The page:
C. G. Drews’ heartbreaking debut novel begins with this line: “What he wants most in the world is to cut off his own hands.” What follows is a well-written, depressingly accurate look at domestic abuse, and how to leave these relationships with courage.
Beck Keverich is a high school student who spends his time playing piano, avoiding his abusive mother, and taking care of his younger sister Joey. His mother, whom he terms the Maestro, forces him to play constantly so he can take her place as a great classical pianist. Beck considers himself a composer, and despises the Chopin that the Maestro shoves on him. After a partnered school assignment sees him become friends with easy-going August Frey, Beck starts to understand just how important breaking away from his mother will be. Beck’s passion for his own music, as well as his unwillingness to see Joey hurt, force his courage up into being.
This novel paints a powerfully distressing portrait of child abuse. The Maestro emotionally, verbally, and physically abuses Beck, especially when he doesn’t play piano perfectly. Though five-year-old Joey seems to escape most of it, Beck notes that she inherited her violent tendencies—at one point biting someone—from their mother. The environment Beck and Joey grow up in is made all-too-real through Drews’ direct style. On Beck practicing piano: “He’ll wake the Maestro – although she’s probably already awake and seething that he started late – and his little sister. He’ll wake the neighbours, who hate him, and he’ll start the local dogs howling.”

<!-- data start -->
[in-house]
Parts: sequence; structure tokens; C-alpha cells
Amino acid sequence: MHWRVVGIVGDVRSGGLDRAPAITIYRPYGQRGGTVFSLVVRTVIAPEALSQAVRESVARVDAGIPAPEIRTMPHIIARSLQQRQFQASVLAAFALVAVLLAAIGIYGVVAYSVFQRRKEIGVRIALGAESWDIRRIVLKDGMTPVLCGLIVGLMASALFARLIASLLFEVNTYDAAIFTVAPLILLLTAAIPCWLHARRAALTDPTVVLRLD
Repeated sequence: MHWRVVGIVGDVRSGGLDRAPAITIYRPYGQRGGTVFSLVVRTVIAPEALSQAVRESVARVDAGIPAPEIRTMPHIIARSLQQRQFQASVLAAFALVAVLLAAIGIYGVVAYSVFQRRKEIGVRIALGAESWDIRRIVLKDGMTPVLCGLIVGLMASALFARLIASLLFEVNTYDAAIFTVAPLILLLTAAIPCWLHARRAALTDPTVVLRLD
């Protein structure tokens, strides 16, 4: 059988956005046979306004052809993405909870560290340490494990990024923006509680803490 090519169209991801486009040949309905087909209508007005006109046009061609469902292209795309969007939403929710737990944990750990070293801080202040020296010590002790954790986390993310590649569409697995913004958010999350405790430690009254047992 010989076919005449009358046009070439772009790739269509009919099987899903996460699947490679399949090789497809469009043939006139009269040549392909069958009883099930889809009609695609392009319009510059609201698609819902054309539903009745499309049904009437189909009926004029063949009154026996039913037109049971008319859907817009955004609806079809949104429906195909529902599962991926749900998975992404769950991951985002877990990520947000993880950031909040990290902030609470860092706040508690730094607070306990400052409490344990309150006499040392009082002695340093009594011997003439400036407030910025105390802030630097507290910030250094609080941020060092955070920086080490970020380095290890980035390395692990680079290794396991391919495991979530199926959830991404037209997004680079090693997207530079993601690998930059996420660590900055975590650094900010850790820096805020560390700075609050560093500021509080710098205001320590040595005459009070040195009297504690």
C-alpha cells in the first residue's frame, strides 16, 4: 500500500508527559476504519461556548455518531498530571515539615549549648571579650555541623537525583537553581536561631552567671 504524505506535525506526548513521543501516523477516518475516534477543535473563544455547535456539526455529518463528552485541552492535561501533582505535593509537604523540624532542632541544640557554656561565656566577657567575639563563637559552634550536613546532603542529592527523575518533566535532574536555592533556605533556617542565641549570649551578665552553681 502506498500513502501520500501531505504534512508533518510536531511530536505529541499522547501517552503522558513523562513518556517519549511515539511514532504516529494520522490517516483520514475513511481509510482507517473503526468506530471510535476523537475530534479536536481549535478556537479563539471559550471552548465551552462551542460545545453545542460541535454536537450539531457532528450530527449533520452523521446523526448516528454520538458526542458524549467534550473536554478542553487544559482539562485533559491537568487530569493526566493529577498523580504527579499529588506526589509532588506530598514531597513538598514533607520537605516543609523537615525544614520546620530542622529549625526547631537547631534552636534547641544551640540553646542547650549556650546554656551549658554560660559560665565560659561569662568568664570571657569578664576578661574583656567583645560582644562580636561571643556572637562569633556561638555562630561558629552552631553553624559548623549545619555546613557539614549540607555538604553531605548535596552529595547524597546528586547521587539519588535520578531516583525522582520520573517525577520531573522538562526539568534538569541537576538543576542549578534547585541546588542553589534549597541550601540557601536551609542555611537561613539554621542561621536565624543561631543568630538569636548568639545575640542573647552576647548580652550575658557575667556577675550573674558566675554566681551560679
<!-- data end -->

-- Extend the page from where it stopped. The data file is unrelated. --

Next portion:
C. G. Drews, also known as the blogger Paper Fury, wrote about and reviewed young adult books for years before diving into her own writing. She appreciates well-written banter between siblings, as well as copious descriptions of food. A Thousand Perfect Notes fulfills this desire when August takes Beck out for cake: “It’s like fruitcake but also almonds and also small explosions of chocolate and the occasional chewy date.”
Beck, Joey, and the Maestro make for a complicated trio of characters. Beck shields Joey from the Maestro’s temper by playing well, yet still yearns for her unlikely approval. Though there are mentions of Uncle Jan in Germany, Beck is generally on his own when dealing with his mother. Joey, for her part, is a typical five-year-old, albeit one who calls everyone a moron in German. Her feisty attitude helps define courage for Beck, and gives him hope.
And so it comes to the Maestro. She is a bitter woman, forced to stop playing due to a stroke, and incredibly stubborn. The Maestro’s obsession with a perfect piano prodigy is pitiful in its conviction. Her failed dreams taint Beck’s passion for classical music. Ultimately, what scant redemption the Maestro has is too late in Beck’s eyes.
A Thousand Perfect Notes is a novel of passion, obsession, and dreams. It’s a darker YA contemporary that draws you in to a powerful story of one boy finding the courage to free himself from toxic relationships, and grasp his future.